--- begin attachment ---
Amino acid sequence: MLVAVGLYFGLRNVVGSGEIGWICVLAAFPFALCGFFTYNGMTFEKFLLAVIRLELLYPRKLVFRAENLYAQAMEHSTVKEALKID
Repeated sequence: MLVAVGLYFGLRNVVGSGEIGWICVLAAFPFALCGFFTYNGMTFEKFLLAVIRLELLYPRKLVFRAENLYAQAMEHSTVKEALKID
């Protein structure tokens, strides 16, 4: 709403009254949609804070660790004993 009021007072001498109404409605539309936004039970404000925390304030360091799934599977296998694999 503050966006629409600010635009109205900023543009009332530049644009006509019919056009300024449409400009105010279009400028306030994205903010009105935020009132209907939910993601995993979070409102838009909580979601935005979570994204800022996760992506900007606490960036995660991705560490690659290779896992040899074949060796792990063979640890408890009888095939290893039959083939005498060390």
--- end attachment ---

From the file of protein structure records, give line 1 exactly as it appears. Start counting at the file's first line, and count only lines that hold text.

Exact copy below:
Amino acid sequence: MLVAVGLYFGLRNVVGSGEIGWICVLAAFPFALCGFFTYNGMTFEKFLLAVIRLELLYPRKLVFRAENLYAQAMEHSTVKEALKID